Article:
Magnetic Stones Idea

    Keywords: Strategy

You may wish to check on Capacitance And Resistance and Wave Front Analysis for similar lines of thinking as to what I am getting at.

Magnetic Stones - Example Game 1

When you play Go, each move you make has both a local and a whole-board implication, sometimes several whole-board implications. Hopefully my ideas will help you see some of the whole board applications.

four groups  

Left, top, right and bottom - all recognizable "shapes". In each instance, a stone is extended from a wall. Between the wall and the extension a sort of magnetic field is introduced. This field connects the stones in question. For example:

two groups  

The sequences on the left and top here show that in a normal situation, the black stones which have a strong field between them are connected.

Larger is more complex  

In this example sequence, it becomes obvious that the white stones inside are dead if that is what Black desires. B9 might not be desirable, but when Black connects at a I think the result is average. Possibly connection underneath is worth more. No one can predict the actual lines of play, but the important thing is to understand how the magnetic forces interact. Of course, Black could just play b first and ensure connection, but that loses sente. Better to capture and connect at a and lose sente anyways?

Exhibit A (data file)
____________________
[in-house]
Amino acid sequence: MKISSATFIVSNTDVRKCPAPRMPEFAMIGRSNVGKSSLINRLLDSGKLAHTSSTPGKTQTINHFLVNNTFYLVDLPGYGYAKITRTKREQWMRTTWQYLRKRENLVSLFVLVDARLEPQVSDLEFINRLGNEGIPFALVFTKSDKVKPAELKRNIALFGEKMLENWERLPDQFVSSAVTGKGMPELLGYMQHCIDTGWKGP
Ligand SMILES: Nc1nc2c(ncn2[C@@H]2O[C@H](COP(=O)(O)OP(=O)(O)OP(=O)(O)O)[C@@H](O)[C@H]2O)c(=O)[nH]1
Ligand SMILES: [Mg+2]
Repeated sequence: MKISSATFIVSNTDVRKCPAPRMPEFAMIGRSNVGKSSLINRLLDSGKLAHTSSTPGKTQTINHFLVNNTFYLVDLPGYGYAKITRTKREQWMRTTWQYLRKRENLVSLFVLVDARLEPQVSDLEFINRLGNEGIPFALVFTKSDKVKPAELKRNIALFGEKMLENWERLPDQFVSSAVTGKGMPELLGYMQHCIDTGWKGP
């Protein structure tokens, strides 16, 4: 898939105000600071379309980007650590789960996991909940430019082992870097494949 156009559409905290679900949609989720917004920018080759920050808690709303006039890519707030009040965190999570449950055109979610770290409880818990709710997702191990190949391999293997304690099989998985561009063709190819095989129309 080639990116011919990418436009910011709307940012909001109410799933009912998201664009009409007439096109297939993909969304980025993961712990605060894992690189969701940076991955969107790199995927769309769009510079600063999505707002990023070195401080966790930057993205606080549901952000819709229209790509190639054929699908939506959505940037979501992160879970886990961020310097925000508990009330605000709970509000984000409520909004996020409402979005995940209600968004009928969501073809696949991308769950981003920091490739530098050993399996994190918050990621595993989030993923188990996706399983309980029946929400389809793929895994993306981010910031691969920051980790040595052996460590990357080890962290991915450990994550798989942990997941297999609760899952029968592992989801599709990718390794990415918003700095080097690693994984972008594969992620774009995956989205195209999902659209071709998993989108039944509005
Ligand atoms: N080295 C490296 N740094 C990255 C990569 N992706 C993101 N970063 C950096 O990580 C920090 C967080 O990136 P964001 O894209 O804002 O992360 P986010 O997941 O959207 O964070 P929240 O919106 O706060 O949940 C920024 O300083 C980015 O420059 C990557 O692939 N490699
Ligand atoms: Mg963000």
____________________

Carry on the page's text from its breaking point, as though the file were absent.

Who knows what will happen?  

This kind of sequence shows how difficult it can be for White to break out. Black doesen't have a lot of worries here, in my opinion. The cutting points a, b and c do not require Black's immediate attention.